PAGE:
Make no mistake: There’s a reason that Titus Andromedon is a favorite among “Unbreakable Kimmy Schmidt” fans. And it has a lot to do with the man behind the Peeno Noir: Tituss Burgess.
Burgess is one of a kind. Over the phone, he’s thoughtful — he’s passionate as he talks about his family, his upbringing, and his craft. Oh, and he’s fun. He calls me a diva. We briefly trade lip-smacking “OKs!” And at the end of the interview, he quips: "You go and write the fiercest article, girl."
He sounds a lot less like Titus than you’d expect. The 38-year-old says he and his “Unbreakable Kimmy Schmidt” character are one in the same. “I don’t actively differentiate myself from Titus Andromedon,” he says. Then he jokes, “Titus would put as much thought into answering these questions as I would!”
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We laugh. But, he notes seriously, his keen eye for bold characters started in his childhood. “I’m an only child, so I only had myself to entertain [growing up]. And when you are by yourself, you have a great deal of time to observe.”
Church, in particular, became a big inspiration for the Athens, Georgia native.
“As you may or may not know, there are some characters at church. And these people lead all sorts of lives — double ones, triple ones, quadruple ones. I picked up on certain behavior patterns that stuck out to me as abnormal up against the backdrop of the church."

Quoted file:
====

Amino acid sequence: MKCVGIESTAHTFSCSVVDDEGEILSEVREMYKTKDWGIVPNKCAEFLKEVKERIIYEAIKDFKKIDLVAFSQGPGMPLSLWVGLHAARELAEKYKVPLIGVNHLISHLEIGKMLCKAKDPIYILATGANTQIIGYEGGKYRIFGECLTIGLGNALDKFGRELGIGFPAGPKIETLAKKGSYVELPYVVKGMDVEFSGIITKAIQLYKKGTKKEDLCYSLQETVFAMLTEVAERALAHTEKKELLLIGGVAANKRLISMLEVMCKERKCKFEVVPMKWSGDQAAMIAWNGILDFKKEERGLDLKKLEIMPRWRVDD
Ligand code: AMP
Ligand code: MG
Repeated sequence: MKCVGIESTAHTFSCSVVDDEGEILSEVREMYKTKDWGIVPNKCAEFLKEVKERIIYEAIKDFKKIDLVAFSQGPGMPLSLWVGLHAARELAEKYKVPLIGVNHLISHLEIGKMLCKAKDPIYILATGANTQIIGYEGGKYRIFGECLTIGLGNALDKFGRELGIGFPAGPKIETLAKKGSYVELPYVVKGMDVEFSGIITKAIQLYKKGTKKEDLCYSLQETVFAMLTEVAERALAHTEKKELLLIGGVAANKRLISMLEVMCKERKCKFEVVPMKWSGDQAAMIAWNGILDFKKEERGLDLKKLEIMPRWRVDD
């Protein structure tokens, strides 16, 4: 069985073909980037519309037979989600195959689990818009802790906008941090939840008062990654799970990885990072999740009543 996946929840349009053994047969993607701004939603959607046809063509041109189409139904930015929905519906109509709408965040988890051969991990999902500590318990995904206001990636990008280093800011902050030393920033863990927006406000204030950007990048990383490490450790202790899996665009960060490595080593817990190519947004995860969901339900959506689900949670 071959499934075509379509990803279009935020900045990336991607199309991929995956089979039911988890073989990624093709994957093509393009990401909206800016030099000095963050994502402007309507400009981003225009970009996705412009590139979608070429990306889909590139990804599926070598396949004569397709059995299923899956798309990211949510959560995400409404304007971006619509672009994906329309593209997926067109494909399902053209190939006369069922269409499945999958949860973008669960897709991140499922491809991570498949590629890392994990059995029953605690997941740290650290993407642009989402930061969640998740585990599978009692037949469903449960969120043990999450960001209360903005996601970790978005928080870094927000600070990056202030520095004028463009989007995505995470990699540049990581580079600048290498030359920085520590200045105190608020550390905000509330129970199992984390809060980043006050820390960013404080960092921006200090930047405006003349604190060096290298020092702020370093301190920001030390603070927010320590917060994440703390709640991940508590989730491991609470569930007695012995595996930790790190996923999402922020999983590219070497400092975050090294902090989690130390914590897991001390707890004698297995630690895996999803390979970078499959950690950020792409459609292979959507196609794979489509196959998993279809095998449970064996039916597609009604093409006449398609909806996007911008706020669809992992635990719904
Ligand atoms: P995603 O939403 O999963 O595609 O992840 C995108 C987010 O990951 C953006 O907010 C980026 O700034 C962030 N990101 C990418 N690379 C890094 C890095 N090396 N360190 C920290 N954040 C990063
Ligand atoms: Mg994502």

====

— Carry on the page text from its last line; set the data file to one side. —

He’s used those observations to buoy his performances on Broadway, from “Guys and Dolls” to “The Little Mermaid.” "It became easier to drop into different characters, because I spent so much time studying human beings."
One of the main things he learned that audiences respond to? Good vibes. "When I saw the messages of sincerity and love [in church], how all of those messages parlay into a glorious response from a body of people, that’s the type of energy that I wanted to incite my audience to feel,” he says. “ I want to get right to the core of something they would understand and identify with.”
That, of course, is how he came to balance Titus’ dark side — including his casual forays into low-self esteem and feelings of immobility.
“Titus’ darkness kind of drives his everything. It’s his motivation for wanting to succeed, and it’s my knowledge of those very real spaces that I’ve lived in parts of my past," says the “30 Rock" alum.
Some of those real spaces, like racism and gentrification, are covered in the “Unbreakable Kimmy Schmidt,” which for all its apparent fluff, seamlessly tackles more serious topics, too. “All these struggles have one thing in common: Oppression. So all of us should be standing in solidarity with the other because we are all marginalized,” he says talking faster.
“If there’s blowback about any particular episode or that we’ve handled the subject matter improperly or poorly, I’m like, ‘You idiot!’ You’re not paying attention. You’re uninformed. In 26 minutes we’ve done more to [address] the hurt of a people than some movements, than some marches have."
Burgess believes shows and celebrities have the responsibility to address these issues. “When you have a platform, and can say whatever you want, why not talk about things that are truthful?” he continues. “Even if they’re through the lens of comedy, Why not talk about things that are thought provoking? I’d rather be talking about this than be on some other sitcom where the world they live in doesn’t reflect the world that I live in. I hunger for more these days.”